- is at least 16 years old or, if the person is a full-time student, is at least 18 years old.
Examples of persons who are not volunteers under this meaning include:
- full-time students under the age of 18);
- persons who are expressly or impliedly invited into the aged care service by a care recipient (for example, family and friends of the care recipient); and
- volunteers who only have supervised access to residents (for example, persons who volunteer in an aged care service to read to care recipients, but are not alone with any one care recipient).
While approved providers should aim to ensure all new staff members and volunteers have obtained a police certificate before they start work, the legislation does provide arrangements for commencing work prior to receipt of a police certificate in exceptional circumstances.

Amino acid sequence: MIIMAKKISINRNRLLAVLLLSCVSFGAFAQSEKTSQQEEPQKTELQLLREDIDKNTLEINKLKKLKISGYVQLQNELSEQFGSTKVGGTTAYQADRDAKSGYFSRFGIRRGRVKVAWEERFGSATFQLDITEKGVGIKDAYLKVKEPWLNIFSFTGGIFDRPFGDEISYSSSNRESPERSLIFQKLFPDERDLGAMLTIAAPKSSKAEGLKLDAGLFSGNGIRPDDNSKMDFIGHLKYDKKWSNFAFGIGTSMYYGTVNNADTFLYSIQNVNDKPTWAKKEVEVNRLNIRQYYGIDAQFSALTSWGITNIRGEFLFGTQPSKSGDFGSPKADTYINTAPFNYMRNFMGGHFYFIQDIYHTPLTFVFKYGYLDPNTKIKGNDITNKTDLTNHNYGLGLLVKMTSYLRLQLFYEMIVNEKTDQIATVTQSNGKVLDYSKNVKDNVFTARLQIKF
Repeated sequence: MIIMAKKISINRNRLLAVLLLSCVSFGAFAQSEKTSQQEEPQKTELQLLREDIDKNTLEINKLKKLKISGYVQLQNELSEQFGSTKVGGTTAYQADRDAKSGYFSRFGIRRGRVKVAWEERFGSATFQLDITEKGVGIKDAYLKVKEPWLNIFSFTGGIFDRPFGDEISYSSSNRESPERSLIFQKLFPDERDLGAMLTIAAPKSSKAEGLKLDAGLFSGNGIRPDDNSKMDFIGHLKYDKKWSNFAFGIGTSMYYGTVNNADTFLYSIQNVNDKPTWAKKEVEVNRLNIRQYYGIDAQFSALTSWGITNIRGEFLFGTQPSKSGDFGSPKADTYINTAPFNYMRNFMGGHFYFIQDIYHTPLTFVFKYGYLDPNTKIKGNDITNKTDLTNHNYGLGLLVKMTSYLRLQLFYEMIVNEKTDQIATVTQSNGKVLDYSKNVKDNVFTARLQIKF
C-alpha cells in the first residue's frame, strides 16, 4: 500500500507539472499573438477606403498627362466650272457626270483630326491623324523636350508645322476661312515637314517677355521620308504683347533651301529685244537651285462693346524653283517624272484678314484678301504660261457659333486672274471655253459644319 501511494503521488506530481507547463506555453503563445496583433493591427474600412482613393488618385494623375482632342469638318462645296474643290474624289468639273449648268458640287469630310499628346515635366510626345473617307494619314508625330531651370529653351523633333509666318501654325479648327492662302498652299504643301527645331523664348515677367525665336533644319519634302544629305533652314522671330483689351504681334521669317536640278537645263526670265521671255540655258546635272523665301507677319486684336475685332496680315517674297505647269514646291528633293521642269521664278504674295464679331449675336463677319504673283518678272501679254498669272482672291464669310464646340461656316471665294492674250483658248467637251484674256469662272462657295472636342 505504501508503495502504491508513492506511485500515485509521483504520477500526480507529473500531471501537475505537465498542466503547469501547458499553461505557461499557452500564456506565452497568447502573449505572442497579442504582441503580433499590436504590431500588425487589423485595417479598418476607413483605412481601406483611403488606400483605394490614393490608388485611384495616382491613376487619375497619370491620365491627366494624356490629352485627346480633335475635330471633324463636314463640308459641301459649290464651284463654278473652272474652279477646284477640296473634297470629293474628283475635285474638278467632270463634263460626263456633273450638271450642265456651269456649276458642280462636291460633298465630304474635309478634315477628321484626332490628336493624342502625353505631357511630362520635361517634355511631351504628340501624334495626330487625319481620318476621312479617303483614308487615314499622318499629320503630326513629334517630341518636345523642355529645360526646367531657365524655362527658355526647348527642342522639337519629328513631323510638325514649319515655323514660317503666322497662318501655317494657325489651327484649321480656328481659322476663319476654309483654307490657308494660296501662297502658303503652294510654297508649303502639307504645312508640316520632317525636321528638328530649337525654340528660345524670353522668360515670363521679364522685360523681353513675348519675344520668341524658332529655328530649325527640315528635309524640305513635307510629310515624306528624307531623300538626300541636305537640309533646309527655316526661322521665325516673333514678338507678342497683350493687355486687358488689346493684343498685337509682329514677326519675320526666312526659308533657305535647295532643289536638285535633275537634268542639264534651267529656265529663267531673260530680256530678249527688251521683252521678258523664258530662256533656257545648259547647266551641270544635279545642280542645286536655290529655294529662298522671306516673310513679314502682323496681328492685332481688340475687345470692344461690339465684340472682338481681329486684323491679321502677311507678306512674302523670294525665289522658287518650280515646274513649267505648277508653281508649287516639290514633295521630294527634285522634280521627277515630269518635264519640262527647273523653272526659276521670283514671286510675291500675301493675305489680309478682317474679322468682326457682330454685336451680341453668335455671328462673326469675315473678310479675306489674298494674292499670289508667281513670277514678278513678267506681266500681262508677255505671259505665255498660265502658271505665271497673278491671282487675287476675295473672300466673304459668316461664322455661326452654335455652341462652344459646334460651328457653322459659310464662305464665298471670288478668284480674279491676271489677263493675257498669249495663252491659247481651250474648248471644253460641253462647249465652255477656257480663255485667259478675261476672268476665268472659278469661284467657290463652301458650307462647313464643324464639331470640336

Section 49 of the Accountability Principles enables a person to start work prior to obtaining a police certificate and pending an assessment of any criminal conviction identified in the certificate if:
- the care or other service to be provided by the person is essential; and
- an application for a police certificate has been made before the date on which the person first becomes a staff member or volunteer; and
- until the police certificate is obtained, the person will be subject to appropriate supervision during periods when the person has access to care recipients; and
- the person makes a statutory declaration stating that they have never been:
- convicted of murder or sexual assault; or
- convicted of, and sentenced to imprisonment for, any other form of assault.